New federal funds aimed at helping state workforce agencies prevent unemployment fraud and benefit overpayments
The U.S. Department of Labor (DoL) announced on August 31, 2020 they are providing an additional $100 million to state workforce agencies to help their efforts to prevent unemployment insurance (UI) fraud and recover past overpayments related to false benefit claims and overpayments.
The funding comes at a critical time. It will help state agencies get additional resources and tools needed to combat the rise in fraudulent unemployment claims seen across the country. A combination of old technology, overwhelming claim and recertification volume, as well as outdated datasets, have contributed to the issue. This comes as state workforce agencies struggle to get payments to individuals in need.
Multiple techniques to help identify fraudulent activity
The DoL recommends that state agencies employ multiple techniques to validate UI claims and uncover suspicious or fraudulent characteristics. Those techniques include identity verification, data mining and analytics.
This reflects what teams at Equifax are using and recommending to our clients. In a recent test conducted for a state unemployment agency, tools in the Equifax UI Eligibility suite were able to help identify nearly 30 percent of initial applications for unemployment as a potentially improper payment. While the test was conducted on applications already in progress, state agencies can help prevent potential improper payments. They can use identity tools and data to quickly screen applications. These tools can help accelerate decisions for the other 70% of applicants in need.
Funding for staff, contract services, activities and tools
The DoL’s guidance permits state agencies to use the targeted funding for:
- staff or contract services to conduct fraud investigations and other fraud detection-related activities,
- or to implement tools to increase prevention, detection, and recovery of fraudulent improper payments in the Pandemic Unemployment Assistance (PUA) and Pandemic Emergency Unemployment Compensation (PEUC) programs.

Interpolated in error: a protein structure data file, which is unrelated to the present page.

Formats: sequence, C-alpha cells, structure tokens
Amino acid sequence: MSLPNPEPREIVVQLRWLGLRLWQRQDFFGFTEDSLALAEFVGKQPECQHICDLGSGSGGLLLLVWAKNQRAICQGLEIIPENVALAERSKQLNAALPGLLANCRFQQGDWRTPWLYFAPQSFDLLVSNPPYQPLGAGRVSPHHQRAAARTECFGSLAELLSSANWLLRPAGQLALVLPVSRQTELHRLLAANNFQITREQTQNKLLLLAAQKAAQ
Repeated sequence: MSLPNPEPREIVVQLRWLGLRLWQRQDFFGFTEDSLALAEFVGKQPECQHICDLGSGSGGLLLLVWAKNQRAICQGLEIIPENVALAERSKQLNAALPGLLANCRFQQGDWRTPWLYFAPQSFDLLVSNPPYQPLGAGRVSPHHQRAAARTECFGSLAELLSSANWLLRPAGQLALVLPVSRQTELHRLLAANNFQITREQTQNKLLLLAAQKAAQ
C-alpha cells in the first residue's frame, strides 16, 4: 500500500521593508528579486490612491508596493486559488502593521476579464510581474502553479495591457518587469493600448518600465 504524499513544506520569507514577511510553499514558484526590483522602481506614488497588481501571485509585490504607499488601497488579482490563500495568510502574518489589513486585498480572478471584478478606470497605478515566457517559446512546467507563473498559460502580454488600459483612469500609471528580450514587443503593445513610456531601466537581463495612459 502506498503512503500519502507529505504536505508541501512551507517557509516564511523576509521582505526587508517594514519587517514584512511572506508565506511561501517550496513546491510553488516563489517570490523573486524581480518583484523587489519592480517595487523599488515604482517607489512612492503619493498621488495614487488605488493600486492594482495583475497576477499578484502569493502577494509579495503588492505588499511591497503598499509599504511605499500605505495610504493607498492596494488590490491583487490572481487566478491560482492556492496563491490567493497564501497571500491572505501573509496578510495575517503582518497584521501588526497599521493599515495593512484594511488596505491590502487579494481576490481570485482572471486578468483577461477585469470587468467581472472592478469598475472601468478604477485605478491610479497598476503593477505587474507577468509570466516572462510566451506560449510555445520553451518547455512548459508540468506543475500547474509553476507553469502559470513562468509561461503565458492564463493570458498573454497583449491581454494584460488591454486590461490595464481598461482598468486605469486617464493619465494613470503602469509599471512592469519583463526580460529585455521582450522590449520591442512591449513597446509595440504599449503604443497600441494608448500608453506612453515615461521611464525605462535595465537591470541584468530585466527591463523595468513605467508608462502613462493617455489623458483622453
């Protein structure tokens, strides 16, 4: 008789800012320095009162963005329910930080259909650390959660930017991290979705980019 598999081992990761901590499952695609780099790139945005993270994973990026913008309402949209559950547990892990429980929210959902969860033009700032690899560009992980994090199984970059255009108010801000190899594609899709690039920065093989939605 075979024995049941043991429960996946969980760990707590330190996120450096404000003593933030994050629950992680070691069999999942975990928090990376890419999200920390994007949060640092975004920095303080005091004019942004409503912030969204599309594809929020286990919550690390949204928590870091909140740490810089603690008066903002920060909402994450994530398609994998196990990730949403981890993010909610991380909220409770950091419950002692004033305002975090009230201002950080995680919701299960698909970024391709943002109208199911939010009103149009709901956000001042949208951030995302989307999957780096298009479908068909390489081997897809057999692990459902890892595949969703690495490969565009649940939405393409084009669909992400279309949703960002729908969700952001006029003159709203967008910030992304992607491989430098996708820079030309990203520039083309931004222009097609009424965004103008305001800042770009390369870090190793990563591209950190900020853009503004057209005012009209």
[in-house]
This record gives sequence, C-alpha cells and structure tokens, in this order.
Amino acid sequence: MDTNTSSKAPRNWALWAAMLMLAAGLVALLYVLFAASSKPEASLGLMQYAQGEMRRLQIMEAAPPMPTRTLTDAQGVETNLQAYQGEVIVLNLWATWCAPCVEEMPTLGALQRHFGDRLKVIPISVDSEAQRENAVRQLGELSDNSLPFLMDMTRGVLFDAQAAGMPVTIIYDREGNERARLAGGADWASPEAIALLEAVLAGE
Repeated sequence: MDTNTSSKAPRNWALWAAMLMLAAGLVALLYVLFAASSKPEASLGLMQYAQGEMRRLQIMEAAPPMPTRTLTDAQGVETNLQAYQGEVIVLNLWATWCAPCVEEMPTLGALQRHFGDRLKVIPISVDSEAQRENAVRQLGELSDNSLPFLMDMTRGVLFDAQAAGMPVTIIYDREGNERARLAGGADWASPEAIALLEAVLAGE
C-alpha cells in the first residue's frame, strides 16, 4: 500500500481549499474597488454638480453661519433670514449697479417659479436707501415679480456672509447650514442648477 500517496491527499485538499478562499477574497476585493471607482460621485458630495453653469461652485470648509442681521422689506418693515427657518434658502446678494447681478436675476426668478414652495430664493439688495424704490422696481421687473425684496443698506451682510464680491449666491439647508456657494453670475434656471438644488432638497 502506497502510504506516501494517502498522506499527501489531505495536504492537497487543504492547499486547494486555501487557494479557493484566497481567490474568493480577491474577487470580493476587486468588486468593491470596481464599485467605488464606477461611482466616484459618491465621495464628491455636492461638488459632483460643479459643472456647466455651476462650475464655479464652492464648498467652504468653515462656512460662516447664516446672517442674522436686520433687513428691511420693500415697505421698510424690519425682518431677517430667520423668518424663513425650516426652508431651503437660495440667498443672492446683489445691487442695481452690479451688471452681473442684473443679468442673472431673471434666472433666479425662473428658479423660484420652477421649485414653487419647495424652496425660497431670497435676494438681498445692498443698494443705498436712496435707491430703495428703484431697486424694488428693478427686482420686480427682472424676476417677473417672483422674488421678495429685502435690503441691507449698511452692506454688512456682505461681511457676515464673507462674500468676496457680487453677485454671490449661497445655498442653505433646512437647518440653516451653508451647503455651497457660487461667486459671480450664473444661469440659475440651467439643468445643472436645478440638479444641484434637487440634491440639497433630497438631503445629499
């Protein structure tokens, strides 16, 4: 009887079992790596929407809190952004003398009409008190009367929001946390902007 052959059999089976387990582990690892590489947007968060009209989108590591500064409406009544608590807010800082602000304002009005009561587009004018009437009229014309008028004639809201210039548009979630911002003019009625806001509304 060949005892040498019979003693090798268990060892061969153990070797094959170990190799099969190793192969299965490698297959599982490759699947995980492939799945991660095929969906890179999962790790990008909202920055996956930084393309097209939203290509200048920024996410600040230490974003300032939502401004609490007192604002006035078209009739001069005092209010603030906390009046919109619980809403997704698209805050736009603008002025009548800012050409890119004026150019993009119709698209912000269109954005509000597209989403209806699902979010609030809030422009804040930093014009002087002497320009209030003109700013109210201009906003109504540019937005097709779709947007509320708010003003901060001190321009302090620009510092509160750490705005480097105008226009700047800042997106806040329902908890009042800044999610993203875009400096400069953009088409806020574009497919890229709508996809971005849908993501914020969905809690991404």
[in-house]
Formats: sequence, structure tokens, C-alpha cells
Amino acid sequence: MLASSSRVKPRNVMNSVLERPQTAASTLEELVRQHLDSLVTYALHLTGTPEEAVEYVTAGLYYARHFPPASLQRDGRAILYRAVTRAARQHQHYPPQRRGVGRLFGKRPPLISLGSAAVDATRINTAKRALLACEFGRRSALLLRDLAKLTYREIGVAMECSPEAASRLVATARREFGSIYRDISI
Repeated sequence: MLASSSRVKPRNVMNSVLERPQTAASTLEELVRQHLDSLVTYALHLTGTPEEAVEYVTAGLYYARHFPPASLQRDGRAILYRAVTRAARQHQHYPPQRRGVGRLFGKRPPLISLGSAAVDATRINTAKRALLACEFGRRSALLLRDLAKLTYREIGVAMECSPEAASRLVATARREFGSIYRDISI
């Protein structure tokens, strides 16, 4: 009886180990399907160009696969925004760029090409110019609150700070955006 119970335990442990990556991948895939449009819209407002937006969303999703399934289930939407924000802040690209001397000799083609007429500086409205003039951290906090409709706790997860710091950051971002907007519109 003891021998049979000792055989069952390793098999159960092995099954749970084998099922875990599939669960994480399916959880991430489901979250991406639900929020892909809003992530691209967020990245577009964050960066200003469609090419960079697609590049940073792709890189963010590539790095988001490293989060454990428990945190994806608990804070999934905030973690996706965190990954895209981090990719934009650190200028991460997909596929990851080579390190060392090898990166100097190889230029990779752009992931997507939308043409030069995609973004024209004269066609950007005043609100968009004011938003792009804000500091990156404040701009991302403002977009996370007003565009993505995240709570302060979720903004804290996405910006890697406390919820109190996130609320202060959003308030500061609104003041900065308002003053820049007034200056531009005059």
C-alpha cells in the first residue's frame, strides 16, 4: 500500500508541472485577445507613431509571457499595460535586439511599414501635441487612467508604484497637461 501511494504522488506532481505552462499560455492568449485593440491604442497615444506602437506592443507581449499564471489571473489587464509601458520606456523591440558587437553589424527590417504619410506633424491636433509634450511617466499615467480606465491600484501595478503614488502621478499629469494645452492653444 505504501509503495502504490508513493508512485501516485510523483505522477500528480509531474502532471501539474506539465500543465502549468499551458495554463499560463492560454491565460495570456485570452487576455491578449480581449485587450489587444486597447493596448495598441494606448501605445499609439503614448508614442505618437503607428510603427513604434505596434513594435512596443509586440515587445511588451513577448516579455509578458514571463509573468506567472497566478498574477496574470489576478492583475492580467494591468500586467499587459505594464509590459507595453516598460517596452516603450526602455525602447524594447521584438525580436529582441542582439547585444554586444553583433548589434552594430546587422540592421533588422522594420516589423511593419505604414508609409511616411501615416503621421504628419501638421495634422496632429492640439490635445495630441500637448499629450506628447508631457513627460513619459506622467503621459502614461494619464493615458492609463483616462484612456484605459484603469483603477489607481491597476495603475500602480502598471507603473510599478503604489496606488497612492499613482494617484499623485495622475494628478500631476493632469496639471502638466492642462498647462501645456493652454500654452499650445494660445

PEUC was part of the CARES Act. It provides 13 weeks of additional unemployment benefits to qualified individuals whose regular unemployment benefits were exhausted on or after July 6, 2019. This program depends on the validity of recertifications to continue benefits.
Again, the use of multiple techniques and data analytics can be helpful. An analysis of recertifications in April by a state agency shows a nearly 10X increase over the average monthly volume pre-COVID. It also showed an associated rise in potential improper payments using tools from the Equifax UI Eligibility suite from 8 percent to 17 percent. The tools serve as an efficient double-check once a claim is in progress. It can help identify potential issues and allow applications for non-flagged unemployment claims to continue without undue delays.
With funds now available on a sliding scale*, states can tap more resources to help protect unemployment program integrity. And, they can do this with less disruption to their efforts to get payments quickly and correctly to those who qualify.
Find out more about the Equifax UI Eligibility Suite of Solutions. * States are assigned to three groups (small, medium and large).
This is based on the 12-month average of UI covered employment for the four quarters in calendar year 2019:
- Small states (covered employment less than 1 million) will receive $1.215 million
- Medium states (1-2 million covered employment) will receive $1.785 million
- Large states (2+ million covered employment) will receive $2.43 million